The main objective, Gagne said, would be to “get bikes down at Shipyard Park for boaters.” He said visitors arriving by boat could use the bikes to travel around the community, frequenting shops and restaurants.
“It’s a new idea that needs to be thought through,” DeSousa explained as she noted that bikes could only be rented by people 18 years of age or older, and the issue of providing helmets needed to be considered.
On the theme of saving the residents money off their electric bills, there was good news to be shared.
Gagne said the Energy Aggregation Program was up for renewal in January and that the new proposal will allow participants to save three cents per kilowatt-hour over Eversource’s rate.
“Over the past two years of the program, the twenty-three communities who have participated have saved eight million dollars,” Gagne said, adding that the full program details would be posted on the Town’s website.
Earlier in the evening, the selectmen recognized the nearly two decades of dedicated volunteerism by Josephine Pannell. Macallister said she has been a member of the Mattapoisett Historical Commission for 19 years. Pannell was presented with a plaque in honor of her service to the community and to commemorate her 90th birthday.
A new restaurant will open at Ropewalk in January. That was the news as Mike Sudofsky came before the selectmen seeking an alcohol beverage and common victualler’s license.
Sudofsky said that hours of operation would be 7:00 am to 7:00 pm, and that the new venue would serve breakfast and lunch. He added that during the summer months, dinner may be served Thursday through Saturday until 9:00 pm. Sudofsky’s request was approved.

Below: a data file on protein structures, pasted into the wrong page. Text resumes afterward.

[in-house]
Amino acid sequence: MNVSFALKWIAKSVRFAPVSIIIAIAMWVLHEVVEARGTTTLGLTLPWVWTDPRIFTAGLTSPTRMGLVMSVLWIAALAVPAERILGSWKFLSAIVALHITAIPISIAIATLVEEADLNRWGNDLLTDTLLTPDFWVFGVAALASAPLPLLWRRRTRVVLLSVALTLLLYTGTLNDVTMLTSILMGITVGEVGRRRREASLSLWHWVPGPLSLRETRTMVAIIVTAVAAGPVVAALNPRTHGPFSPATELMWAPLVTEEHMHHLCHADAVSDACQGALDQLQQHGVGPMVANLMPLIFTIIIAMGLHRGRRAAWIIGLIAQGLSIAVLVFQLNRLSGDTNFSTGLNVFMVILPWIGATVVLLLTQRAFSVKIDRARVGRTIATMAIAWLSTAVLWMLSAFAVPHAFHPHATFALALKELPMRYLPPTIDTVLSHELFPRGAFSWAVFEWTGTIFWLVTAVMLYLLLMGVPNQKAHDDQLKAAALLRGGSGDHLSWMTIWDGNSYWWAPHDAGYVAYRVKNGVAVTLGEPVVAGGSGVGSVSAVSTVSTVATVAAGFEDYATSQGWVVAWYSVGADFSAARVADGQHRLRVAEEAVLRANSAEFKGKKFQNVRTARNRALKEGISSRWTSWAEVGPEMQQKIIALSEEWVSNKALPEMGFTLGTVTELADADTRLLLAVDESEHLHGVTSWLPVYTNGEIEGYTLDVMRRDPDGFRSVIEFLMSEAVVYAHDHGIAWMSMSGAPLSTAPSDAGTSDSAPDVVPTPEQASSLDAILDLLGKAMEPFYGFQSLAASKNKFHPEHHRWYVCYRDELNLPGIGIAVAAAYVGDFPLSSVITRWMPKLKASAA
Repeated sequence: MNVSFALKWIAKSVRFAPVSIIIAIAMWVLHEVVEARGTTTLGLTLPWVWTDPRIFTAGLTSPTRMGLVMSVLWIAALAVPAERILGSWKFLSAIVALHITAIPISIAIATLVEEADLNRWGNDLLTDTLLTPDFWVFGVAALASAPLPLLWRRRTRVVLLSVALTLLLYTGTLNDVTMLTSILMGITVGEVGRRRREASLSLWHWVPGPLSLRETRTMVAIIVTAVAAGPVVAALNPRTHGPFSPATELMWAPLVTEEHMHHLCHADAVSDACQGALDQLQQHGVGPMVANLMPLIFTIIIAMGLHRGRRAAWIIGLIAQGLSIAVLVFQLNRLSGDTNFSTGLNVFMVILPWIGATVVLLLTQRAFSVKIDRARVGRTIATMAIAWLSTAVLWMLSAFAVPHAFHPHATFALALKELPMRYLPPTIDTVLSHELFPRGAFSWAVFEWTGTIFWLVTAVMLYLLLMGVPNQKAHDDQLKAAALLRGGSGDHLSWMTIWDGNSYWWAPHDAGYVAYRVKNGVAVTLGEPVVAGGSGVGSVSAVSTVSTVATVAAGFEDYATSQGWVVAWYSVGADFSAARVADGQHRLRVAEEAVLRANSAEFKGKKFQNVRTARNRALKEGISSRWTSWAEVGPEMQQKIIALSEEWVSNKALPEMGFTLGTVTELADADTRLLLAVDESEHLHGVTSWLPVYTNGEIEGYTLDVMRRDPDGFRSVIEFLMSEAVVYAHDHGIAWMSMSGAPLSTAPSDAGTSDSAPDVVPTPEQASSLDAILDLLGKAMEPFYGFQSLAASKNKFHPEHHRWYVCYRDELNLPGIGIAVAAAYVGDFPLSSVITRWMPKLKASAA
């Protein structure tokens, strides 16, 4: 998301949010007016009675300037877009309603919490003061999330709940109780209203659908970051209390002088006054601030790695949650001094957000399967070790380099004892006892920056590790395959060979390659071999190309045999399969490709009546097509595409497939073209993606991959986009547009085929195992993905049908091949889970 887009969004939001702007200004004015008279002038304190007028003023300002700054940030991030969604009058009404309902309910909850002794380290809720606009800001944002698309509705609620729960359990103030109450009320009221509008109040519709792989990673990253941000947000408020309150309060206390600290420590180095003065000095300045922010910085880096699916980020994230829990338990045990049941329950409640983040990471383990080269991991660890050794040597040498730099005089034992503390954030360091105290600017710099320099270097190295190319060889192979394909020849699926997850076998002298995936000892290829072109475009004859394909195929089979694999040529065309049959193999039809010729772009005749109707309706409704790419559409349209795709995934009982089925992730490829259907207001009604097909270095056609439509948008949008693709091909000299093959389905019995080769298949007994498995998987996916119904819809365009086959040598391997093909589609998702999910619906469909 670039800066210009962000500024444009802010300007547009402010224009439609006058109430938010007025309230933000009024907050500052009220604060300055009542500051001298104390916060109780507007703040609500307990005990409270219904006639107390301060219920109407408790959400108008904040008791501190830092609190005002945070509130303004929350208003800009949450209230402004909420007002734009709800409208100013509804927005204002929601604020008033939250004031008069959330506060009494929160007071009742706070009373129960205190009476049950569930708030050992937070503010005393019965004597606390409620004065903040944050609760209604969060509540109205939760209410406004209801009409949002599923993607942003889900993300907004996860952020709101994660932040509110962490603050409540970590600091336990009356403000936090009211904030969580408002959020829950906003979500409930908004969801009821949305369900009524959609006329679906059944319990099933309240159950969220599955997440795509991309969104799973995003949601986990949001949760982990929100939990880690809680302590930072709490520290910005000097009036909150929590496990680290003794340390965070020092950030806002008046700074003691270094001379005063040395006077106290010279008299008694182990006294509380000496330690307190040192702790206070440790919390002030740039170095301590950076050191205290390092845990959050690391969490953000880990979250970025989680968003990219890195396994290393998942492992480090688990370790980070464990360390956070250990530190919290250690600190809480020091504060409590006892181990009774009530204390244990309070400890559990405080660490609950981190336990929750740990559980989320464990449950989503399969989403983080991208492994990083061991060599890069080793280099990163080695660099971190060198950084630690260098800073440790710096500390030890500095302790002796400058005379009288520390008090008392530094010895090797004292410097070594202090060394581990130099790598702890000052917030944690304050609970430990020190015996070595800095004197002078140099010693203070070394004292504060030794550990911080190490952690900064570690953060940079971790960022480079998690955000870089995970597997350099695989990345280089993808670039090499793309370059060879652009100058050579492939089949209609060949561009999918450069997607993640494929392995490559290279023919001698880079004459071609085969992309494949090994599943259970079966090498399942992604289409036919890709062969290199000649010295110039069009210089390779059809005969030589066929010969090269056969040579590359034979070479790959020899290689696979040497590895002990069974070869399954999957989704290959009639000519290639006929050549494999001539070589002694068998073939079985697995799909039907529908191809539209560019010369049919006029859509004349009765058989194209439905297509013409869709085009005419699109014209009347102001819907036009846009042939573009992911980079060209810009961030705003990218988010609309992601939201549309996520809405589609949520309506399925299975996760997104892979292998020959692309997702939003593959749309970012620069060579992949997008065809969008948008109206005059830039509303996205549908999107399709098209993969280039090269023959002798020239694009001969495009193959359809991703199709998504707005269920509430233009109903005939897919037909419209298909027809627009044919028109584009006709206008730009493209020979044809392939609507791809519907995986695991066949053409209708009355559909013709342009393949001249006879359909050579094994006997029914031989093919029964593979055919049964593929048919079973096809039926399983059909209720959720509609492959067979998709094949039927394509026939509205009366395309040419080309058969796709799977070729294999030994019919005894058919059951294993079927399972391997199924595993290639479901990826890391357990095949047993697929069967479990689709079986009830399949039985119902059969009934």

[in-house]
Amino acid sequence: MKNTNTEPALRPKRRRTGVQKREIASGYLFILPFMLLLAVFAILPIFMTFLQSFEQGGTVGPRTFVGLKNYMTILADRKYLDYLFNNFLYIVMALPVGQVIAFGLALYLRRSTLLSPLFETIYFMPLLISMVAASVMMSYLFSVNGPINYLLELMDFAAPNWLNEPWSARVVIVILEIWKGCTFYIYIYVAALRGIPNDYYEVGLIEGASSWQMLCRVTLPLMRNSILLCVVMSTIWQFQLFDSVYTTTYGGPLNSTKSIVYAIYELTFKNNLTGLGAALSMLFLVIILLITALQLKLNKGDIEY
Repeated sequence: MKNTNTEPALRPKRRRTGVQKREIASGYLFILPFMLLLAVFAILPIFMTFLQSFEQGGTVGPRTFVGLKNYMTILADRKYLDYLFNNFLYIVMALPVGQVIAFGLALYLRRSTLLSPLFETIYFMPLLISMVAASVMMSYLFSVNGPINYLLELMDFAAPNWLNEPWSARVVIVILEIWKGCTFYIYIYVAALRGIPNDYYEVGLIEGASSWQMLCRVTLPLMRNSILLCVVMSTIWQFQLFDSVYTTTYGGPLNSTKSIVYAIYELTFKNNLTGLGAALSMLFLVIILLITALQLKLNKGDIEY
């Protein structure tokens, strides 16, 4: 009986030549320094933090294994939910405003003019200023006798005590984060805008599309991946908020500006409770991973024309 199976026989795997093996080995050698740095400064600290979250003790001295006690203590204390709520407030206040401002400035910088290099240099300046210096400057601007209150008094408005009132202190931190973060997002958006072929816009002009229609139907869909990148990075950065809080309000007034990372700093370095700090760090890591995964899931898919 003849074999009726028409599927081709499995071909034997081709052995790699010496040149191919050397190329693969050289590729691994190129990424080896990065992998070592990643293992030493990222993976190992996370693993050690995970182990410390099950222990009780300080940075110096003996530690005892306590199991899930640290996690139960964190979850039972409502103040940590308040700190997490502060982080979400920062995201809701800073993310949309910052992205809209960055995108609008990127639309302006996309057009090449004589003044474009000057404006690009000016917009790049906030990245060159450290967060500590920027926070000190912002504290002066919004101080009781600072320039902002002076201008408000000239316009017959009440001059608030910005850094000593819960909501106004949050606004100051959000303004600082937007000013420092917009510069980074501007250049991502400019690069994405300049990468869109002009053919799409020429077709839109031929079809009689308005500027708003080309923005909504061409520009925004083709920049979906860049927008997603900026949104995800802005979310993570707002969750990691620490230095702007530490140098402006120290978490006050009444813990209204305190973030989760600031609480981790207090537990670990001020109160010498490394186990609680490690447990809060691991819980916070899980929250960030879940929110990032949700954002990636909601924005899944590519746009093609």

The selectmen also approved a long list of licenses for various businesses throughout the community, but Silva paused first before moving on to another topic.
One of the businesses granted an all-alcohol and common victualler’s license was the Lebanese Kitchen.
“I wanted to give them just thirty more days,” Silva said, but he had been advised that he could not do so legally. Silva said the restaurant had been granted permits over a year ago, but had failed to open as scheduled.
“They are holding a license,” Silva said. He asked that the proprietors be asked to attend the first selectmen’s meeting in January to explain to the board “what’s going on,” he demanded.
For another business in town, Silva had praise. He said he was very satisfied with the efforts made by the owners of the Hillside Motel in maintaining a business model in line with instructions they received last year. Gagne concurred and said he was working closely with the establishment and that the police department was also satisfied.
Gagne also expressed his deep appreciation to all the people and the businesses that had come together and worked so hard to make the Holiday in the Park event a success.
Town Hall will close on December 22 at 11:30 am and re-open on December 26.
The next meeting of the Mattapoisett Board of Selectmen is scheduled for January 2 at 6:30 pm in the Town Hall conference room.
Mattapoisett Board of Selectmen
By Marilou Newell